THE government has denied reports claiming that Malawians in Tanzania were targeted in xenophobic attacks, noting however, that some 1,030 of the neighbouring country's citizens were netted in the ongoing operation against illegal immigrants.
The Director of Information Services, Mr Assah Mwambene explained in Dar es Salaam that no Malawian had been harassed during the operation as reported by a section of the media in Malawi.
"These reports are false as there is no single Malawian who has been harassed as it has been suggested in the paper (The Malawi Times)," Mr Mwambene said.
According to Mr Mwambene, those nabbed were given the option to fill out immigration papers to state whether they still wanted to remain in the country or not.
He added that some 25,000 illegal immigrants from the other neighbouring countries of Uganda, Burundi, Rwanda and the Democratic Republic of Congo (DRC) were sent back to their home countries as a result of being found living in the country illegally.
The government has declared a crackdown against illegal immigrants in an operation codenamed "Kimbunga" (Whirlwind) that was kicked off recently by President Jakaya Kikwete largely as a response to a rising wave of foreign instigated crime in the country.
The Malawi Times newspaper claimed over the weekend that some citizens from that country were beaten, raped and had their houses set on fire.
It also added that their property was stolen. The paper likened the "incidents" to the xenophobic attacks in South Africa in April 2008, for which Pretoria has since publicly apologised.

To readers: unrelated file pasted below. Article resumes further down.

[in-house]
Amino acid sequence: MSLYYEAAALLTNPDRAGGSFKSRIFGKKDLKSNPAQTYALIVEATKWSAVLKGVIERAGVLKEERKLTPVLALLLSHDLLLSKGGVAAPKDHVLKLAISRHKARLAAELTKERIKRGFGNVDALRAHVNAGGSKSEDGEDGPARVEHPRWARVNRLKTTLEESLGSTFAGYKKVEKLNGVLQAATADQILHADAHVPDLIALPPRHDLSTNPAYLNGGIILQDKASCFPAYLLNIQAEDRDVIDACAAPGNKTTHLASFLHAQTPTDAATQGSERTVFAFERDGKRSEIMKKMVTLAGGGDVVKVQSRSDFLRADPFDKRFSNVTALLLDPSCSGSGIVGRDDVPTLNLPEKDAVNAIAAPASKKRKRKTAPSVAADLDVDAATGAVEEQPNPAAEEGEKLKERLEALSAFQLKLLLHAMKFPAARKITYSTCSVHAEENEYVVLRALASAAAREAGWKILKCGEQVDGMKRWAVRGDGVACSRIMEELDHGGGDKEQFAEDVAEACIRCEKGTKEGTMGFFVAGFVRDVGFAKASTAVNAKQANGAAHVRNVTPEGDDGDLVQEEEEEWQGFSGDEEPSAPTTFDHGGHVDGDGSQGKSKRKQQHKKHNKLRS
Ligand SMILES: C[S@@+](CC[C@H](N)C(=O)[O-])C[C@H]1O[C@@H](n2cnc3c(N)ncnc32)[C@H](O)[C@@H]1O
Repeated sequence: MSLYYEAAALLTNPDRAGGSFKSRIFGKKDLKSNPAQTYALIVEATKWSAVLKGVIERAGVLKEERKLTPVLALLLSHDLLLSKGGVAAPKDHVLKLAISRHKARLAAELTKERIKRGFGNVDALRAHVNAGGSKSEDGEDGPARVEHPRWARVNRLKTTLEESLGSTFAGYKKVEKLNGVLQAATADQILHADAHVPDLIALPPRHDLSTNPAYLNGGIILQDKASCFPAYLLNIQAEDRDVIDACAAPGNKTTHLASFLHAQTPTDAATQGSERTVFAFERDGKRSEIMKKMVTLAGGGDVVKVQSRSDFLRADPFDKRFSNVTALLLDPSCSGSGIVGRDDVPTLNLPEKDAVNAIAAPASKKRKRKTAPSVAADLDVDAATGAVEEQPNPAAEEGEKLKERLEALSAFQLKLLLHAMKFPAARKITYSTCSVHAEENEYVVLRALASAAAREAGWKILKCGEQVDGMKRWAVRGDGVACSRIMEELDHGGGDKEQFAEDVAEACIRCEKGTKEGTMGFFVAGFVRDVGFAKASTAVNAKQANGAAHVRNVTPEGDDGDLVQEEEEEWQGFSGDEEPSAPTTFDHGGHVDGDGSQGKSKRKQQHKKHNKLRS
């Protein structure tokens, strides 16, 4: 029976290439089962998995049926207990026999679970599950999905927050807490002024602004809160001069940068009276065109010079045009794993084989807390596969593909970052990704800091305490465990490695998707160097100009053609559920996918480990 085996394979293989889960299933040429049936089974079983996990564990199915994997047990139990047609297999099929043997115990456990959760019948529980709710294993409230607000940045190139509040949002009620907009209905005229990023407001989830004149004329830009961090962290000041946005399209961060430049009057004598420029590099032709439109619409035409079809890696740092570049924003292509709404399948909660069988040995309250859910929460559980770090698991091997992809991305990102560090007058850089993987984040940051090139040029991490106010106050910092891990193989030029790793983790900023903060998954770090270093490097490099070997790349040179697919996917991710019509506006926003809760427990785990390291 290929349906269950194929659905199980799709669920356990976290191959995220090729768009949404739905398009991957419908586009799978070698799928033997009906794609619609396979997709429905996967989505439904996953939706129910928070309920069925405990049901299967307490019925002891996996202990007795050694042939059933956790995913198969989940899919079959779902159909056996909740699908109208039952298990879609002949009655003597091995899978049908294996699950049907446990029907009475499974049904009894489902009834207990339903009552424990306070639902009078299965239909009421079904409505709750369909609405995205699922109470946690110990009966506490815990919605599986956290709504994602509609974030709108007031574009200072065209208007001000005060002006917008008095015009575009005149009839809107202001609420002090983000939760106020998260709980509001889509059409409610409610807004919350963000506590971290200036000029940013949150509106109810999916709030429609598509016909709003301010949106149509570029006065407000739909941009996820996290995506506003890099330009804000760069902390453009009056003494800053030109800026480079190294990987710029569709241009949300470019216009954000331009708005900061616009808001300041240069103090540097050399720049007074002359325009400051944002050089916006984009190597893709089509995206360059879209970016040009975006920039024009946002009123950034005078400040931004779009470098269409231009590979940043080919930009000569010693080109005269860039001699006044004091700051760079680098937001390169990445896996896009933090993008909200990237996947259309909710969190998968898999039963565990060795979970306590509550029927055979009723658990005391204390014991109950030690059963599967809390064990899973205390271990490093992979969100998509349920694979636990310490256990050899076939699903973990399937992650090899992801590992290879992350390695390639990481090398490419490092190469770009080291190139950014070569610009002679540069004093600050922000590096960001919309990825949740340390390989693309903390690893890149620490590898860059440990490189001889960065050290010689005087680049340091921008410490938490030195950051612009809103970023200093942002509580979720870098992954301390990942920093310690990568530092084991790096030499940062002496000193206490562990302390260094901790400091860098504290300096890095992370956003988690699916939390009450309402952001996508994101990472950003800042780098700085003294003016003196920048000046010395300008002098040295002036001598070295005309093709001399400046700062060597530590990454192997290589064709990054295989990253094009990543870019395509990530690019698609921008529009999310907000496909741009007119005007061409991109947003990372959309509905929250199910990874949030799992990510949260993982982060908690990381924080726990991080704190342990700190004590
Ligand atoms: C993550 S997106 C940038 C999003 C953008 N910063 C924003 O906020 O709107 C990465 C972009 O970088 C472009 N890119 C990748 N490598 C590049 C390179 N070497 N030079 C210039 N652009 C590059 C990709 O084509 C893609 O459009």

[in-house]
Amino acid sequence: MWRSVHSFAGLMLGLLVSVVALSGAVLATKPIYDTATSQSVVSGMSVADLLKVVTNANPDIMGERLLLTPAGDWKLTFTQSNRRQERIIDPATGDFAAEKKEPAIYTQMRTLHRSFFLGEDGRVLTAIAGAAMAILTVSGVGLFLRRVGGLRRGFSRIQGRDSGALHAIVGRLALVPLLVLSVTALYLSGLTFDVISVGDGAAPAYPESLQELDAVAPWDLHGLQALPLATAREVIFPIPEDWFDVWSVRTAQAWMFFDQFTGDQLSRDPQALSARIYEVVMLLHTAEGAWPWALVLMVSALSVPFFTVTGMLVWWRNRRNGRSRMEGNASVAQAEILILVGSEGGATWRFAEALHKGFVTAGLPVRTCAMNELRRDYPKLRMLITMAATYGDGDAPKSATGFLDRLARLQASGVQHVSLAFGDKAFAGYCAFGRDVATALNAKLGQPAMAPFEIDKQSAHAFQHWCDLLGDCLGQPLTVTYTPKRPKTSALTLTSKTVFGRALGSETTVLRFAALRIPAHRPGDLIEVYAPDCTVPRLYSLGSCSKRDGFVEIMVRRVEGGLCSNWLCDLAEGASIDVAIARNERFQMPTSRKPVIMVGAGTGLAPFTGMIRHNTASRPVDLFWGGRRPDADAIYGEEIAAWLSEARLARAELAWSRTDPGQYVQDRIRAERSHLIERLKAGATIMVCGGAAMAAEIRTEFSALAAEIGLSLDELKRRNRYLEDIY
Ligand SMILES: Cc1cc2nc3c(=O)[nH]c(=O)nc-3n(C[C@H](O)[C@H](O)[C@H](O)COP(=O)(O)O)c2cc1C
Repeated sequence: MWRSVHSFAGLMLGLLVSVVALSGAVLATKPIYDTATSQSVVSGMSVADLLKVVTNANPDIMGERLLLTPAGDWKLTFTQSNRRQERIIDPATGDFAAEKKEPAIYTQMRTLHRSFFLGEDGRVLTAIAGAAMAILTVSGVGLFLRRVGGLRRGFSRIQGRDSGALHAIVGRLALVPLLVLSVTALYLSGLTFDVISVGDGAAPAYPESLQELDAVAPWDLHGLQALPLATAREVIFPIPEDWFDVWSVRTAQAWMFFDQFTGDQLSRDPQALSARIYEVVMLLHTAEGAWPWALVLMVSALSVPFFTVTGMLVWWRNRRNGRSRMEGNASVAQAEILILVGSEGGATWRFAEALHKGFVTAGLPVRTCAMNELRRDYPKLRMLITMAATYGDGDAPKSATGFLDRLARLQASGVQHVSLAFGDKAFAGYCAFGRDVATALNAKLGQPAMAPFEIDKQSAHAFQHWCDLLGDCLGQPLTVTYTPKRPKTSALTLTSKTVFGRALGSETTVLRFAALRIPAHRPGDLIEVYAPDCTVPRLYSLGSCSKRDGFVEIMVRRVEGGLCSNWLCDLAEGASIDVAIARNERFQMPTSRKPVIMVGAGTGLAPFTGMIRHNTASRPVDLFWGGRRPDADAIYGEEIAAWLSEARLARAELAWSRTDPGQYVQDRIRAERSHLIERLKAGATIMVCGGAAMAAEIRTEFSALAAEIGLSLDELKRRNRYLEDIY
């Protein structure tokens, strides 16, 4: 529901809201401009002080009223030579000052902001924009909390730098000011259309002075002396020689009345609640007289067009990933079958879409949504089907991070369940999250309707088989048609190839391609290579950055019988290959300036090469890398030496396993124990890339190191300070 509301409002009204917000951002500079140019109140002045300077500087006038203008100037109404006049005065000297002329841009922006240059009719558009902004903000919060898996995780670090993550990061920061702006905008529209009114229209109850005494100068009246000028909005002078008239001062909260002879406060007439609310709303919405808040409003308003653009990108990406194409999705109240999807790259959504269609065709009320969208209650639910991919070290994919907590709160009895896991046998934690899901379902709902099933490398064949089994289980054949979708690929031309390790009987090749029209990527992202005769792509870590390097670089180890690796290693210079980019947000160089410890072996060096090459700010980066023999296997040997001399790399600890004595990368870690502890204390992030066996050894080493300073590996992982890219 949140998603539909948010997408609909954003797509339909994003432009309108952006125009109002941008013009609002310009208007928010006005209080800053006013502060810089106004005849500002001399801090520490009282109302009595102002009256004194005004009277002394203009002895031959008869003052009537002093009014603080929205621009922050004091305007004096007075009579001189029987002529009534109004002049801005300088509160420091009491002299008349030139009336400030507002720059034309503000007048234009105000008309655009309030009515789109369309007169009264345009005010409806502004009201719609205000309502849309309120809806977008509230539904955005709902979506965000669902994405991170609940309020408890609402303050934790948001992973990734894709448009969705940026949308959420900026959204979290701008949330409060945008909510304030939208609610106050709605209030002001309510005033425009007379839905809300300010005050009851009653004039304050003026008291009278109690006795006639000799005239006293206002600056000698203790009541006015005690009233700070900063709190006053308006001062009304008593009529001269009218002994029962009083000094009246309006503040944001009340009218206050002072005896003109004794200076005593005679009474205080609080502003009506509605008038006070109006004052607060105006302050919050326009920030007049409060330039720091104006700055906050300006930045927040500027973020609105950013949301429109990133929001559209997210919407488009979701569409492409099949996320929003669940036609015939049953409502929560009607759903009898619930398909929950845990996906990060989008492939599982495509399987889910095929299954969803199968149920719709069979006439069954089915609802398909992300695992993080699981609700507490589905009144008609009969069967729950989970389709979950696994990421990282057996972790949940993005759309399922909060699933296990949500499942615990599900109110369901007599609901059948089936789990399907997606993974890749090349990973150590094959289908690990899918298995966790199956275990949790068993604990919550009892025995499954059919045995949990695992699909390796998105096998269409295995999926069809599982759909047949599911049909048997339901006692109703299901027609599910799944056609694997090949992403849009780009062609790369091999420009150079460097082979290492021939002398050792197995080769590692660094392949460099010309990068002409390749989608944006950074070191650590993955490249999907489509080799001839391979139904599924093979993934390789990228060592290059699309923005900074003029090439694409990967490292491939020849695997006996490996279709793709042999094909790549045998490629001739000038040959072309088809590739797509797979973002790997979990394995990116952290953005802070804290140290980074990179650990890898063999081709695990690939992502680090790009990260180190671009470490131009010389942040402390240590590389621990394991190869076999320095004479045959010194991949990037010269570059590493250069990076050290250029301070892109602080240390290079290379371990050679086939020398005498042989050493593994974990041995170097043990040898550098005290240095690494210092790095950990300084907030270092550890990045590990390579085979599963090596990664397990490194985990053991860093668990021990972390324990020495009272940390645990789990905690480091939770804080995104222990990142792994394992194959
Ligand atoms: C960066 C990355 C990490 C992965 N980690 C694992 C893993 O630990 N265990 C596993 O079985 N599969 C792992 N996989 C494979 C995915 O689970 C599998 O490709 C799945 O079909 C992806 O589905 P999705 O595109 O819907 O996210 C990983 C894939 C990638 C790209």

For her part, the Immigration Officer for Dar es Salaam, Ms Grace Hokororo reiterated that no Malawian had been harassed by authorities.
"Since 2001 we have been registering illegal immigrants living in Tanzania and we found out that over 1,000 Malawians were living illegally in Tanzania," Ms Hokororo said.
"During the week, Malawi News has received distress calls from a number of Malawians living in Tanzania that they were beaten, raped, robbed and their houses looted and burnt down," a press report by the Malawi Times said.
However, Malawi's Minister for Foreign Affairs and International Cooperation Mr Ephraim Chiume played down the reports, saying calling them xenophobic attacks would be an exaggeration.
The newspaper said it had contacted Mr Chiume in a telephone interview on Thursday from Namibia where he was attending a Southern African Development Community (SADC) Troika summit, where he said he had raised the issue with his Tanzanian counterpart, Mr Bernard Membe.
Mr Chiume said Mr Membe explained to him that the Tanzanian government has been calling on people of different nationalities living in Tanzania who had requisite papers to register with the immigration department in order to normalise their status.
"Some have regularised their statuses while others have not and these ones, including some Malawians, were caught up in a sweeping exercise that was carried out by the authorities," the Malawian top diplomat was quoted as saying.
Mr Chiume said the Malawian embassy in Dar es Salaam is on top of the situation as officials have visited some of the trouble spots. He said the Malawi government has asked the Tanzanian authorities to provide security to Malawians.